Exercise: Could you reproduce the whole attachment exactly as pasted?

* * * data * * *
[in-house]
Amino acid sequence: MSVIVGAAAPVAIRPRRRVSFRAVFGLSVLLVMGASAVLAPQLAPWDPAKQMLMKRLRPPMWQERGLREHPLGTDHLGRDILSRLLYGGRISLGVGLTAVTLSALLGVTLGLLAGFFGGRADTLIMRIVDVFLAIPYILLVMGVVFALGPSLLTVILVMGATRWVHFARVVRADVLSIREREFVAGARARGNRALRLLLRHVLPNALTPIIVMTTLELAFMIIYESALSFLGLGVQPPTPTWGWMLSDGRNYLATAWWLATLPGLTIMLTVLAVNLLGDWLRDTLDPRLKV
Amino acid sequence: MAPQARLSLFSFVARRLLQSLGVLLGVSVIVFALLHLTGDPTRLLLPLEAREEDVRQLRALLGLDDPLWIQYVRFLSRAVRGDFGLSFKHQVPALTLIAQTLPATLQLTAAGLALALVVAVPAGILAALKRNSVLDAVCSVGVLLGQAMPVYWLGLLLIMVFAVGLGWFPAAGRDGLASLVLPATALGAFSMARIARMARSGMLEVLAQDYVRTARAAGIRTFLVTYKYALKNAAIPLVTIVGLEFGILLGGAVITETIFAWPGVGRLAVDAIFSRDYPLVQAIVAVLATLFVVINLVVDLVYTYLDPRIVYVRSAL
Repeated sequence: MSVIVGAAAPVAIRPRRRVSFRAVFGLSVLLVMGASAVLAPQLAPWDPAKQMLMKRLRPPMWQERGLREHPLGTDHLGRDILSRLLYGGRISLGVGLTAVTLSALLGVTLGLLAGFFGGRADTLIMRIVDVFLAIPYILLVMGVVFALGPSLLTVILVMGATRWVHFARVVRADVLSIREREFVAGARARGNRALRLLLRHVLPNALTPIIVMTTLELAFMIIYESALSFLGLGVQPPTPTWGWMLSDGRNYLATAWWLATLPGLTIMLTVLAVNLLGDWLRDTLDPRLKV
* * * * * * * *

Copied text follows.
[in-house]
Amino acid sequence: MSVIVGAAAPVAIRPRRRVSFRAVFGLSVLLVMGASAVLAPQLAPWDPAKQMLMKRLRPPMWQERGLREHPLGTDHLGRDILSRLLYGGRISLGVGLTAVTLSALLGVTLGLLAGFFGGRADTLIMRIVDVFLAIPYILLVMGVVFALGPSLLTVILVMGATRWVHFARVVRADVLSIREREFVAGARARGNRALRLLLRHVLPNALTPIIVMTTLELAFMIIYESALSFLGLGVQPPTPTWGWMLSDGRNYLATAWWLATLPGLTIMLTVLAVNLLGDWLRDTLDPRLKV
Amino acid sequence: MAPQARLSLFSFVARRLLQSLGVLLGVSVIVFALLHLTGDPTRLLLPLEAREEDVRQLRALLGLDDPLWIQYVRFLSRAVRGDFGLSFKHQVPALTLIAQTLPATLQLTAAGLALALVVAVPAGILAALKRNSVLDAVCSVGVLLGQAMPVYWLGLLLIMVFAVGLGWFPAAGRDGLASLVLPATALGAFSMARIARMARSGMLEVLAQDYVRTARAAGIRTFLVTYKYALKNAAIPLVTIVGLEFGILLGGAVITETIFAWPGVGRLAVDAIFSRDYPLVQAIVAVLATLFVVINLVVDLVYTYLDPRIVYVRSAL
Repeated sequence: MSVIVGAAAPVAIRPRRRVSFRAVFGLSVLLVMGASAVLAPQLAPWDPAKQMLMKRLRPPMWQERGLREHPLGTDHLGRDILSRLLYGGRISLGVGLTAVTLSALLGVTLGLLAGFFGGRADTLIMRIVDVFLAIPYILLVMGVVFALGPSLLTVILVMGATRWVHFARVVRADVLSIREREFVAGARARGNRALRLLLRHVLPNALTPIIVMTTLELAFMIIYESALSFLGLGVQPPTPTWGWMLSDGRNYLATAWWLATLPGLTIMLTVLAVNLLGDWLRDTLDPRLKV